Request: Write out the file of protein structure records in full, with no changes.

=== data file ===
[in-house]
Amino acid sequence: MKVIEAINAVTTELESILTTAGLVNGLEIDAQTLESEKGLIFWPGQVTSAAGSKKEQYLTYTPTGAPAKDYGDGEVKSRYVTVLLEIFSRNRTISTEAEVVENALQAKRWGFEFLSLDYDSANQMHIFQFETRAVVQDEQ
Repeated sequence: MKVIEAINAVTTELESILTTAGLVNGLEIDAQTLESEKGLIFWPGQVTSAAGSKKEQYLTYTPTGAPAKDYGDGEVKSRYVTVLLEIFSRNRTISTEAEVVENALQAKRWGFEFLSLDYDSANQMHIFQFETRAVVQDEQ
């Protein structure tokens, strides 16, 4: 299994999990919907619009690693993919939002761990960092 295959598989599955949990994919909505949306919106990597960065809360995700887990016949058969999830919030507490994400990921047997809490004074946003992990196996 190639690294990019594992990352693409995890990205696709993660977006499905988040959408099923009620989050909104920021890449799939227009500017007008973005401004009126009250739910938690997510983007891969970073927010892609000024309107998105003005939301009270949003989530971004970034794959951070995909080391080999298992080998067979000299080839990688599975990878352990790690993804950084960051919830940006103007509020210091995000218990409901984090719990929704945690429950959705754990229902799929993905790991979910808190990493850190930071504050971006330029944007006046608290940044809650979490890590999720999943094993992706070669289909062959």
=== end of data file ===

[in-house]
Amino acid sequence: MKVIEAINAVTTELESILTTAGLVNGLEIDAQTLESEKGLIFWPGQVTSAAGSKKEQYLTYTPTGAPAKDYGDGEVKSRYVTVLLEIFSRNRTISTEAEVVENALQAKRWGFEFLSLDYDSANQMHIFQFETRAVVQDEQ
Repeated sequence: MKVIEAINAVTTELESILTTAGLVNGLEIDAQTLESEKGLIFWPGQVTSAAGSKKEQYLTYTPTGAPAKDYGDGEVKSRYVTVLLEIFSRNRTISTEAEVVENALQAKRWGFEFLSLDYDSANQMHIFQFETRAVVQDEQ
């Protein structure tokens, strides 16, 4: 299994999990919907619009690693993919939002761990960092 295959598989599955949990994919909505949306919106990597960065809360995700887990016949058969999830919030507490994400990921047997809490004074946003992990196996 190639690294990019594992990352693409995890990205696709993660977006499905988040959408099923009620989050909104920021890449799939227009500017007008973005401004009126009250739910938690997510983007891969970073927010892609000024309107998105003005939301009270949003989530971004970034794959951070995909080391080999298992080998067979000299080839990688599975990878352990790690993804950084960051919830940006103007509020210091995000218990409901984090719990929704945690429950959705754990229902799929993905790991979910808190990493850190930071504050971006330029944007006046608290940044809650979490890590999720999943094993992706070669289909062959």